On September 2, the Clerk filed a return in the superior court stating that of the 1,111 signatures that the court ordered counted, 623 were qualified.   A declaration attached to the return informed the court that if those signatures were considered, the Clerk projected that the petition would have between 90 and 110 percent of the necessary signatures.

On September 3, the court issued a writ of mandate, ordering the Clerk to examine all the signatures to determine the number of qualified registered voters.   The court ordered that no signatures were to be disqualified on the basis of section 339.   The Clerk was to file a return by October 4, 1993.

On September 21, this court granted appellants a writ of supersedeas, staying the writ of mandate issued by the superior court on September 3 and all further proceedings pending the outcome of this appeal.


A. Mootness

 A week before oral argument in this case, the Governor signed into law Assembly Bill 13, prohibiting smoking in restaurants throughout the state.   The parties subsequently filed a joint stipulation of dismissal on the grounds that (1) the state law substantially overlaps the Los Angeles ordinance that  was the subject of the referendum petition at issue in this case, (2) respondents have no further interest in pursuing the referendum or seeking to require the Clerk to certify the petition, and (3) therefore, the appeal is moot.

Though these circumstances render moot the controversy between the parties in this action, it does not resolve the free speech issues that are raised in the case.   It is our opinion that in the future American Petition Consultants or a similar company will again be engaged to qualify initiatives or referenda in the City, and that there is every possibility that the issues raised and fully briefed by the parties in this matter will arise again.   Therefore, we exercise our discretion to resolve issues of continuing public interest and decide the merits of this case.  (Daly v. Superior Court (1977) 19 Cal.3d 132, 140–141, 137 Cal.Rptr. 14, 560 P.2d 1193;  County of Madera v. Gendron (1963) 59 Cal.2d 798, 804, 31 Cal.Rptr. 302, 382 P.2d 342;  Mann v. Superior Court (1986) 181 Cal.App.3d 372, 374–375, 226 Cal.Rptr. 263.)

B. Respondents' Right of Political Expression

1. Standard of Review

 “The circulation of an initiative petition of necessity involves both the expression of a desire for political change and a discussion of the merits of the proposed change.   Although a petition circulator may not have to persuade potential signatories that a particular proposal should prevail to capture their signatures, he or she will at least have to persuade them that the matter is one deserving of public scrutiny and debate that would attend its consideration by the whole electorate.   This will in almost every case involve an explanation of the nature of the proposal and why its advocates support it.   Thus, the circulation of a petition involves the type of interactive communication concerning political change that is appropriately described as ‘core political speech.’ ”  (Meyer v. Grant, supra, 486 U.S. 414, 421–422, 108 S.Ct. at 1891–1892, fns. omitted.)   The same can be said for the circulation of a referendum petition.   Therefore, the question presented is whether the City Election Code requirements impermissibly or unacceptably burdened respondents' right of political expression in this case.  (Id. at p. 424, 108 S.Ct. at p. 1893;  Buckley v. Valeo (1976) 424 U.S. 1, 44–45, 96 S.Ct. 612, 646–647, 46 L.Ed.2d 659.)   If section 339 severely restricts respondents' rights, it can survive constitutional scrutiny only if the government shows that it advances a compelling State interest and is narrowly tailored to serve that interest.  (Eu v. San Francisco Democratic Comm., supra, 489 U.S. at p. 222, 109 S.Ct. at pp. 1019–1020;  Buckley v. Valeo, supra, 424 U.S. at pp. 47–48, 96 S.Ct. at pp. 648–649.) 3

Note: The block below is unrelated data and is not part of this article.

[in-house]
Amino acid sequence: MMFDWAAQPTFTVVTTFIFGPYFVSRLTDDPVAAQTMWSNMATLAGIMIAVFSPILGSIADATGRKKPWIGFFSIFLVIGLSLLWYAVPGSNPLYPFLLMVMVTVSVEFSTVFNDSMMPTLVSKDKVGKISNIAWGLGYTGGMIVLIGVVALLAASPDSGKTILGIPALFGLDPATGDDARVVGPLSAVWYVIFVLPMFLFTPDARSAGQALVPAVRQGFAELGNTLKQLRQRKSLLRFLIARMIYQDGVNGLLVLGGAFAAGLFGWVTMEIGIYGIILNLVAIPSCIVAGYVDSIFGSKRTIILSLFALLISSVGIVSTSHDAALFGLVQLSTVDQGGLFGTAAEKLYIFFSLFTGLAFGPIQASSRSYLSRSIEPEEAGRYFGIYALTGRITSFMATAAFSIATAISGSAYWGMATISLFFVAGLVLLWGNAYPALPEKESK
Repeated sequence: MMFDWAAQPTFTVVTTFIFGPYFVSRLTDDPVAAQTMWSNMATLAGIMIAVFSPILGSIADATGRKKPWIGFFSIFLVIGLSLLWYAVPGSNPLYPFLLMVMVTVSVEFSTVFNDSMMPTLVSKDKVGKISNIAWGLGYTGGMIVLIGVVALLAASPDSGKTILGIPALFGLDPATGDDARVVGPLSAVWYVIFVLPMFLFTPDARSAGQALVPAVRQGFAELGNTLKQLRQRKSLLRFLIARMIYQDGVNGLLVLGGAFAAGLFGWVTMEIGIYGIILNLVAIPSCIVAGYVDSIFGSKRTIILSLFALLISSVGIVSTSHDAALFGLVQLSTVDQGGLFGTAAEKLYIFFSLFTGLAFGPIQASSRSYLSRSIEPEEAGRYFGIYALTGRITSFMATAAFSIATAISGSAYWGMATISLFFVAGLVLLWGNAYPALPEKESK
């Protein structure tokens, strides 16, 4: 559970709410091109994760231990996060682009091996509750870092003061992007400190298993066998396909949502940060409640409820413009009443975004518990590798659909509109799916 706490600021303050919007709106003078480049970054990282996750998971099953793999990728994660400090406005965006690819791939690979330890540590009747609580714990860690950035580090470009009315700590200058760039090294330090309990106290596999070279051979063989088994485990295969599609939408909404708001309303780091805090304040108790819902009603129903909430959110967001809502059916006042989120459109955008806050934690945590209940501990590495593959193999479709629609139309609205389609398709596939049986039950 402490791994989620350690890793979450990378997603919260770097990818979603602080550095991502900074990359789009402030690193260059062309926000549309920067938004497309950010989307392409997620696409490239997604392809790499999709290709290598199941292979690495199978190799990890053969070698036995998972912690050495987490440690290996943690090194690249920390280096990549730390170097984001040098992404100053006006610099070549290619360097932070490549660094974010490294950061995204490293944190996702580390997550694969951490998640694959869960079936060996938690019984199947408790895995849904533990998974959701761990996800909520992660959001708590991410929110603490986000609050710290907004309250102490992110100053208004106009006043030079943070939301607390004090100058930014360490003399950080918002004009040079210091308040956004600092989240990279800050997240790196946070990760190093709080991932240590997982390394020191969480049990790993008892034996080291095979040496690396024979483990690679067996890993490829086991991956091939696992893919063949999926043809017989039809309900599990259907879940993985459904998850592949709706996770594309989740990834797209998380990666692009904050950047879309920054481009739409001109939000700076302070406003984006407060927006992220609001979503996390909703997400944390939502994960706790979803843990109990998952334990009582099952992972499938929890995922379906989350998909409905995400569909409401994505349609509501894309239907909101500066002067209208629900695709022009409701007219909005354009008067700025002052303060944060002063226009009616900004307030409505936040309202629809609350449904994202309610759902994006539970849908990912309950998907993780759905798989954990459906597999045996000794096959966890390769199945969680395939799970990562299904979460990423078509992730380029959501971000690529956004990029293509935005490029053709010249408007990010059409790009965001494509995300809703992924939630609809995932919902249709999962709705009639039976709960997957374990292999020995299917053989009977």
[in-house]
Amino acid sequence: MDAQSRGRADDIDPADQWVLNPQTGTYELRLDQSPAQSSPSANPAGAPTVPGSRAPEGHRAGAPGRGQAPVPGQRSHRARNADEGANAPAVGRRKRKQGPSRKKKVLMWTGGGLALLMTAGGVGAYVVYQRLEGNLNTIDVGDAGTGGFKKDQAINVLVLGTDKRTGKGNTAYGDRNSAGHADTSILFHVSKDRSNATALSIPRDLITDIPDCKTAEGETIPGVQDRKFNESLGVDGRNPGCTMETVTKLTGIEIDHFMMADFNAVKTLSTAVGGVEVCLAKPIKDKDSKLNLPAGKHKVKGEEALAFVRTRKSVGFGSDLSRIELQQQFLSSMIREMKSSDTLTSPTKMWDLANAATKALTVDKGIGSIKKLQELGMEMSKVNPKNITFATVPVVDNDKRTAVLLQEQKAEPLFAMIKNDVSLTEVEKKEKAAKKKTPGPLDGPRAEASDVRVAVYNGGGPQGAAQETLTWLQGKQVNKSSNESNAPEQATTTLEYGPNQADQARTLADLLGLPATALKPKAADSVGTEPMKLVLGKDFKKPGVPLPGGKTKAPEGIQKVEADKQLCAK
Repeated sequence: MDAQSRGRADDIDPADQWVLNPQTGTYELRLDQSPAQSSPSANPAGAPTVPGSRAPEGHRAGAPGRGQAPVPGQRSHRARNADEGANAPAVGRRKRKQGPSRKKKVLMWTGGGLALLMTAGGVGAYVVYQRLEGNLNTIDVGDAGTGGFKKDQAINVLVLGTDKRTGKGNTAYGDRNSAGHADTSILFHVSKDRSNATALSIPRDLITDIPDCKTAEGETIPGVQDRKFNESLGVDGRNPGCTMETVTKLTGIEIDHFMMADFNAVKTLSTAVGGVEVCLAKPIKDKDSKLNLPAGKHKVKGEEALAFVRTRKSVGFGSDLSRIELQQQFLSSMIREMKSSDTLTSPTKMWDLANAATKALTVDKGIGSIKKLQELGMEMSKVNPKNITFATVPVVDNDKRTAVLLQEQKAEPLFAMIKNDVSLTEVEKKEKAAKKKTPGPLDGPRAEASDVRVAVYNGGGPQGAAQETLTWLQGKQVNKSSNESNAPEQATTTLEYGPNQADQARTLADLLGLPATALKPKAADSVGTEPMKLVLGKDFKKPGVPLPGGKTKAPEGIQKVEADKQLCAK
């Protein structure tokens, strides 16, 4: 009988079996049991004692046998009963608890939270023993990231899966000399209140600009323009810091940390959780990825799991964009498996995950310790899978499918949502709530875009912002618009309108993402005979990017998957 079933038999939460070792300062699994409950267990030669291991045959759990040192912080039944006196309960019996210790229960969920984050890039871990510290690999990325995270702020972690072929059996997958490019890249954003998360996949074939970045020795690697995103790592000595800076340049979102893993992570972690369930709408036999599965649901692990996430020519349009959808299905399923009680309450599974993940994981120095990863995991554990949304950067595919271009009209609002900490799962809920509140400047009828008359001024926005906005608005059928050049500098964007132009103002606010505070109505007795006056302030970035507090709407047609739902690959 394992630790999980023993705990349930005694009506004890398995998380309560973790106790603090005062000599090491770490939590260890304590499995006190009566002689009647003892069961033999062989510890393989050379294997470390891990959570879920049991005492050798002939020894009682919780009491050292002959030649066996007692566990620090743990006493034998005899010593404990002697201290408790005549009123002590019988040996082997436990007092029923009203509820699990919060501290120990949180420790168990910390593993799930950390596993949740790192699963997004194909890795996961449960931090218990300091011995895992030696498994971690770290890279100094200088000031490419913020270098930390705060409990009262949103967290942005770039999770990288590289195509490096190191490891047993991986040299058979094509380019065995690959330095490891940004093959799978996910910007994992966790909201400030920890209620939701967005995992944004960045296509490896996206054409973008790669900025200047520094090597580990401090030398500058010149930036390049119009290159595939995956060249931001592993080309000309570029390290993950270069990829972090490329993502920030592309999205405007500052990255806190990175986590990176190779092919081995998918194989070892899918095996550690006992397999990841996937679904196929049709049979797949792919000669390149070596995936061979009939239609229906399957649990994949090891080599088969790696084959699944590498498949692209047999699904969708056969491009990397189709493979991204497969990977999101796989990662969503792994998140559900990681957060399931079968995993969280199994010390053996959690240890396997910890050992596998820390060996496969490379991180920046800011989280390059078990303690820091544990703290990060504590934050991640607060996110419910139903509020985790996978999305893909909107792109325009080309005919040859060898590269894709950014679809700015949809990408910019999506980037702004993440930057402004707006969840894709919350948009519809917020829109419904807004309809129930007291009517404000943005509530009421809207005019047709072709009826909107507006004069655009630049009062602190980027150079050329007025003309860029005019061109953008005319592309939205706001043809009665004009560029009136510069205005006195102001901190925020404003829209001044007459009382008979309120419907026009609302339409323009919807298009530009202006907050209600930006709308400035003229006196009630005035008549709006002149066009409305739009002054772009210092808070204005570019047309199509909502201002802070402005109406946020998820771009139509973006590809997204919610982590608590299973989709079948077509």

2. The Requirement that Circulators Be Registered Voters of the City Did Not Unduly Burden Respondents' Right of Political Expression

 Respondents argue that the residence and registration requirements of section 339 impose a substantial burden on their free speech rights.   Relying on a declaration submitted by the owner of American Petition Consultants, they contend that the facts establish that they attempted to comply with the requirements.   According to the declaration, the company hired supervisors to oversee the collection of signatures;  the supervisors were instructed to require each circulator to present either a registration stub or proof of City residency and assurance that he or she was a registered voter;  and if the circulator was able to prove residency but not registration, the company's “practice was to require that person to register to vote prior to circulating the Referendum Petition.”   Respondents urge that petition sponsors could not reasonably be asked to do more, and yet “a dispositive number of circulators were not City registered voters,” which caused the petition to fail.   Thus, they maintain, the only inference to be drawn from these facts is that section 339 imposed a substantial burden on respondents' rights.